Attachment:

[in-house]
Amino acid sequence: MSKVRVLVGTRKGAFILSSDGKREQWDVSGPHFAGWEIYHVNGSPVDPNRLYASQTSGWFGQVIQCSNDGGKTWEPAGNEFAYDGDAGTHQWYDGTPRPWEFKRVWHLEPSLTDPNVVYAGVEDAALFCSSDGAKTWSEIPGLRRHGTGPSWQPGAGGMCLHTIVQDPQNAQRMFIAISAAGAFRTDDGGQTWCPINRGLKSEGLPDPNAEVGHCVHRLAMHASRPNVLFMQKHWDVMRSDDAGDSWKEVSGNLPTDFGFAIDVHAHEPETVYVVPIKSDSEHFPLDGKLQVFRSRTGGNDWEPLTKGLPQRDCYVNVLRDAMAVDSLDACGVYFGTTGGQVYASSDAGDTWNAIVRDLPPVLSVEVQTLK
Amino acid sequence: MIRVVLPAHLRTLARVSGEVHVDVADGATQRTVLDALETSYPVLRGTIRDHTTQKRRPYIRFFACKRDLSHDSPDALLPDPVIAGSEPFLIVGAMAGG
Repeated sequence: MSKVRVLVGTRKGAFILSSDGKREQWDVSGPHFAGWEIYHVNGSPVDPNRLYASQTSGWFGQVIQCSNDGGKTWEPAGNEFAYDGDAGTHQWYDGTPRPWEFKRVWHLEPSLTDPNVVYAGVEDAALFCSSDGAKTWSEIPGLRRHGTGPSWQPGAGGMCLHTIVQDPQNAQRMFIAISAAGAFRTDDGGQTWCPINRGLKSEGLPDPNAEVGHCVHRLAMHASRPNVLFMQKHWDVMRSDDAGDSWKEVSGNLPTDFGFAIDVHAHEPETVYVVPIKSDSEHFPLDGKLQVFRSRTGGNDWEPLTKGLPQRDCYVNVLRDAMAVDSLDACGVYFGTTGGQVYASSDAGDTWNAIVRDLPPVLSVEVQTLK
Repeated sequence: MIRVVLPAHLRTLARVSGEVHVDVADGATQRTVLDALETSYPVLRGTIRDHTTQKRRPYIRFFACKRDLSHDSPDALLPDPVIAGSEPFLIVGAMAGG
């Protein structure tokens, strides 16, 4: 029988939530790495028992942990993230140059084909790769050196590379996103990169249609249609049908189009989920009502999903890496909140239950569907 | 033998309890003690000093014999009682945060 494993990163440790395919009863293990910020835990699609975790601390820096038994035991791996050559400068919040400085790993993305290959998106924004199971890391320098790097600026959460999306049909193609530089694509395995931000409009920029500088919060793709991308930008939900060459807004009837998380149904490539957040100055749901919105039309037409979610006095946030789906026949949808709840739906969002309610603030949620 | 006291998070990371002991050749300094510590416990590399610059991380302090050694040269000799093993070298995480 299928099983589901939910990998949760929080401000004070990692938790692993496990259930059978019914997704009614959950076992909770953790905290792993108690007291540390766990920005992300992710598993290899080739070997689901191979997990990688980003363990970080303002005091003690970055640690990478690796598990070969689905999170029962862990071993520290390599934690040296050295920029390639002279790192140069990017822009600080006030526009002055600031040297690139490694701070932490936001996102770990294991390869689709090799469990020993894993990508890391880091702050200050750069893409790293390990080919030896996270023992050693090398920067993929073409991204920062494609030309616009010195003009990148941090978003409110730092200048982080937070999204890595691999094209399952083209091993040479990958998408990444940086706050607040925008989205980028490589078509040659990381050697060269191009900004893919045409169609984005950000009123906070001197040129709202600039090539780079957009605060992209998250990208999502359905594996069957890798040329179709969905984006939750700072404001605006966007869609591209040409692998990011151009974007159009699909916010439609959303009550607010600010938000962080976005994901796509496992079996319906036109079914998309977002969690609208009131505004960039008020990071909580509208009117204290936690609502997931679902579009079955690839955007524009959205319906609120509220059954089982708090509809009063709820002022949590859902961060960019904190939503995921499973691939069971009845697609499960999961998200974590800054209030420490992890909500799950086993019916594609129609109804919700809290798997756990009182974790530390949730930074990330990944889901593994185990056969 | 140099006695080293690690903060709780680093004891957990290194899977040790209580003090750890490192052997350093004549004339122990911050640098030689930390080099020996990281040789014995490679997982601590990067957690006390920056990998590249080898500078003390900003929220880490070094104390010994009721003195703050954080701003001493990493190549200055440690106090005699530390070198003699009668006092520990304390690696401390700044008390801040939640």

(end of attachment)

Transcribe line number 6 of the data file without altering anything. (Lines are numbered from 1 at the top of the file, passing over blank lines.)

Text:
């Protein structure tokens, strides 16, 4: 029988939530790495028992942990993230140059084909790769050196590379996103990169249609249609049908189009989920009502999903890496909140239950569907 | 033998309890003690000093014999009682945060 494993990163440790395919009863293990910020835990699609975790601390820096038994035991791996050559400068919040400085790993993305290959998106924004199971890391320098790097600026959460999306049909193609530089694509395995931000409009920029500088919060793709991308930008939900060459807004009837998380149904490539957040100055749901919105039309037409979610006095946030789906026949949808709840739906969002309610603030949620 | 006291998070990371002991050749300094510590416990590399610059991380302090050694040269000799093993070298995480 299928099983589901939910990998949760929080401000004070990692938790692993496990259930059978019914997704009614959950076992909770953790905290792993108690007291540390766990920005992300992710598993290899080739070997689901191979997990990688980003363990970080303002005091003690970055640690990478690796598990070969689905999170029962862990071993520290390599934690040296050295920029390639002279790192140069990017822009600080006030526009002055600031040297690139490694701070932490936001996102770990294991390869689709090799469990020993894993990508890391880091702050200050750069893409790293390990080919030896996270023992050693090398920067993929073409991204920062494609030309616009010195003009990148941090978003409110730092200048982080937070999204890595691999094209399952083209091993040479990958998408990444940086706050607040925008989205980028490589078509040659990381050697060269191009900004893919045409169609984005950000009123906070001197040129709202600039090539780079957009605060992209998250990208999502359905594996069957890798040329179709969905984006939750700072404001605006966007869609591209040409692998990011151009974007159009699909916010439609959303009550607010600010938000962080976005994901796509496992079996319906036109079914998309977002969690609208009131505004960039008020990071909580509208009117204290936690609502997931679902579009079955690839955007524009959205319906609120509220059954089982708090509809009063709820002022949590859902961060960019904190939503995921499973691939069971009845697609499960999961998200974590800054209030420490992890909500799950086993019916594609129609109804919700809290798997756990009182974790530390949730930074990330990944889901593994185990056969 | 140099006695080293690690903060709780680093004891957990290194899977040790209580003090750890490192052997350093004549004339122990911050640098030689930390080099020996990281040789014995490679997982601590990067957690006390920056990998590249080898500078003390900003929220880490070094104390010994009721003195703050954080701003001493990493190549200055440690106090005699530390070198003699009668006092520990304390690696401390700044008390801040939640």